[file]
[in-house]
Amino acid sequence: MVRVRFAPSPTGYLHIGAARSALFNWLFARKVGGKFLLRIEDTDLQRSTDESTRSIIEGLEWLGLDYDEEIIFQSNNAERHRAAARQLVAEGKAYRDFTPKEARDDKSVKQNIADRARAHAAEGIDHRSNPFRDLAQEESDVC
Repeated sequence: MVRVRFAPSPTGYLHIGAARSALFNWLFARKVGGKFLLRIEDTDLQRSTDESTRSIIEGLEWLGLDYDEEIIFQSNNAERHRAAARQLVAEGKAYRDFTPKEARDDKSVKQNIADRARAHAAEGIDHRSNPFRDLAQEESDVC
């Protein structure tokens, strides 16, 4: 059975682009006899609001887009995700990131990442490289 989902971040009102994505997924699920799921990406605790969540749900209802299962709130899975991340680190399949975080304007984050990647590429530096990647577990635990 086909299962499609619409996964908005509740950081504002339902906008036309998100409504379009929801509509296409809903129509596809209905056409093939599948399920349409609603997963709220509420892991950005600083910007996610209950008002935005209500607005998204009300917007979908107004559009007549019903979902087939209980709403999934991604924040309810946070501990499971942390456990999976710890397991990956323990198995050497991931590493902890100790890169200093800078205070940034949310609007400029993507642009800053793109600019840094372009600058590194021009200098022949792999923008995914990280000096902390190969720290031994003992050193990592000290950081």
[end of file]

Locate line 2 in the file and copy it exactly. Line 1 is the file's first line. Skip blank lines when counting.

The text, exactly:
Amino acid sequence: MVRVRFAPSPTGYLHIGAARSALFNWLFARKVGGKFLLRIEDTDLQRSTDESTRSIIEGLEWLGLDYDEEIIFQSNNAERHRAAARQLVAEGKAYRDFTPKEARDDKSVKQNIADRARAHAAEGIDHRSNPFRDLAQEESDVC